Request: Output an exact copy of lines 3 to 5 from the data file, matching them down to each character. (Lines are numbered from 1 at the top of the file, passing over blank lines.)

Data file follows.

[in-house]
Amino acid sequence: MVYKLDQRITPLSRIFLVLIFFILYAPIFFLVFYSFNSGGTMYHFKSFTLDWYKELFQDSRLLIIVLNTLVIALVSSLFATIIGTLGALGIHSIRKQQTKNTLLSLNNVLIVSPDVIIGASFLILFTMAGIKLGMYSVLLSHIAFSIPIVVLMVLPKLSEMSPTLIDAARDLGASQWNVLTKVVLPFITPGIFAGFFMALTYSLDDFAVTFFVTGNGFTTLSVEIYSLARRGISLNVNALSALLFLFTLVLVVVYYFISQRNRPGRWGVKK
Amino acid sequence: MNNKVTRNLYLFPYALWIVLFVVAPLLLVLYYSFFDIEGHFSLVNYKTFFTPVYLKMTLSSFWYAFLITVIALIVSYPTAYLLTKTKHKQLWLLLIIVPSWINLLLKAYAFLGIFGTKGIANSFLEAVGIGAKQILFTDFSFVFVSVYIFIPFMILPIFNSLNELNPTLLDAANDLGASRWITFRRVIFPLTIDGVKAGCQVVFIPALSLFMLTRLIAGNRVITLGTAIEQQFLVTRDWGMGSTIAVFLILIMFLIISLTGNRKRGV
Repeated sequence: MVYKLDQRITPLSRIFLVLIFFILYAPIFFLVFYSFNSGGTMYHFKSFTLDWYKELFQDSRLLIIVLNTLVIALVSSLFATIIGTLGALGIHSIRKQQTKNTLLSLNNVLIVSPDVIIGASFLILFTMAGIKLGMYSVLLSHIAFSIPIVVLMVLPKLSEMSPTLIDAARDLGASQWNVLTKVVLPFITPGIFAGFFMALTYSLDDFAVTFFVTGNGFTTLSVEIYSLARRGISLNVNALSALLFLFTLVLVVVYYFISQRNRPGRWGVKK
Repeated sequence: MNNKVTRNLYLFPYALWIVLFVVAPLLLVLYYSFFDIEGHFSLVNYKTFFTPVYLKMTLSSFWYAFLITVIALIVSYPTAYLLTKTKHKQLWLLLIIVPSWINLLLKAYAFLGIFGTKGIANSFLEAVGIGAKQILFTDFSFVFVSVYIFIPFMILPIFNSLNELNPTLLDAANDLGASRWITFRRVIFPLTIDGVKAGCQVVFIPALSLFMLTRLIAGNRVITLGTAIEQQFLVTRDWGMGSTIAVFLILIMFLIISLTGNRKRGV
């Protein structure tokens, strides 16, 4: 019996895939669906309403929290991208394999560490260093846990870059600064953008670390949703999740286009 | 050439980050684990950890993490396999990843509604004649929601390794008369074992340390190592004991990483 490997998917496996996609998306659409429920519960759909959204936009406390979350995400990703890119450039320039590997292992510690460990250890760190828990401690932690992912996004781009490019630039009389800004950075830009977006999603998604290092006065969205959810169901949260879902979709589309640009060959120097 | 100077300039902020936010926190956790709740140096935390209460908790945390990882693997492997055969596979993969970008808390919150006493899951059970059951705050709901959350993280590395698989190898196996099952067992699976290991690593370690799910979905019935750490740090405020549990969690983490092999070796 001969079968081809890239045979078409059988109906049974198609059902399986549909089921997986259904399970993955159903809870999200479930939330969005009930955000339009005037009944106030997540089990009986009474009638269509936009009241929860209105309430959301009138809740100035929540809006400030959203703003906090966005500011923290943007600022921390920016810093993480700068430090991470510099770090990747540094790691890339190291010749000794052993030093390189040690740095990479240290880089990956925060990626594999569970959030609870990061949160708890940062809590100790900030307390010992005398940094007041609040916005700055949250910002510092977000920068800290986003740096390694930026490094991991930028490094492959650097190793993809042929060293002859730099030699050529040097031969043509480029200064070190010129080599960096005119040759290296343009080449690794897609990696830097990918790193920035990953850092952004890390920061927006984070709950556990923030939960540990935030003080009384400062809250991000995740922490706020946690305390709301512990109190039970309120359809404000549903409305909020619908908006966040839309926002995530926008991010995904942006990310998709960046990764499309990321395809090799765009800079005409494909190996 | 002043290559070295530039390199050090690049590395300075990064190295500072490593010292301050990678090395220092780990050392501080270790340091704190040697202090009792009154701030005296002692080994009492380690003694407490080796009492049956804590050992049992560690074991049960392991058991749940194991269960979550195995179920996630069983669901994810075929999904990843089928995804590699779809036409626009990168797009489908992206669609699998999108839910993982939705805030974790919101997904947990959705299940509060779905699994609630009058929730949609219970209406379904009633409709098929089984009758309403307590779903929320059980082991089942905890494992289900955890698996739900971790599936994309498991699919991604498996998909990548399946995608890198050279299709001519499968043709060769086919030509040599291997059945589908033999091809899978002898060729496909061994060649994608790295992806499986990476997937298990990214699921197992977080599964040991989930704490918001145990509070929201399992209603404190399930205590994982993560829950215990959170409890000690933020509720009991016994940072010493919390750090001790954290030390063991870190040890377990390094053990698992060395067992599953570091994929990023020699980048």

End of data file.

Amino acid sequence: MNNKVTRNLYLFPYALWIVLFVVAPLLLVLYYSFFDIEGHFSLVNYKTFFTPVYLKMTLSSFWYAFLITVIALIVSYPTAYLLTKTKHKQLWLLLIIVPSWINLLLKAYAFLGIFGTKGIANSFLEAVGIGAKQILFTDFSFVFVSVYIFIPFMILPIFNSLNELNPTLLDAANDLGASRWITFRRVIFPLTIDGVKAGCQVVFIPALSLFMLTRLIAGNRVITLGTAIEQQFLVTRDWGMGSTIAVFLILIMFLIISLTGNRKRGV
Repeated sequence: MVYKLDQRITPLSRIFLVLIFFILYAPIFFLVFYSFNSGGTMYHFKSFTLDWYKELFQDSRLLIIVLNTLVIALVSSLFATIIGTLGALGIHSIRKQQTKNTLLSLNNVLIVSPDVIIGASFLILFTMAGIKLGMYSVLLSHIAFSIPIVVLMVLPKLSEMSPTLIDAARDLGASQWNVLTKVVLPFITPGIFAGFFMALTYSLDDFAVTFFVTGNGFTTLSVEIYSLARRGISLNVNALSALLFLFTLVLVVVYYFISQRNRPGRWGVKK
Repeated sequence: MNNKVTRNLYLFPYALWIVLFVVAPLLLVLYYSFFDIEGHFSLVNYKTFFTPVYLKMTLSSFWYAFLITVIALIVSYPTAYLLTKTKHKQLWLLLIIVPSWINLLLKAYAFLGIFGTKGIANSFLEAVGIGAKQILFTDFSFVFVSVYIFIPFMILPIFNSLNELNPTLLDAANDLGASRWITFRRVIFPLTIDGVKAGCQVVFIPALSLFMLTRLIAGNRVITLGTAIEQQFLVTRDWGMGSTIAVFLILIMFLIISLTGNRKRGV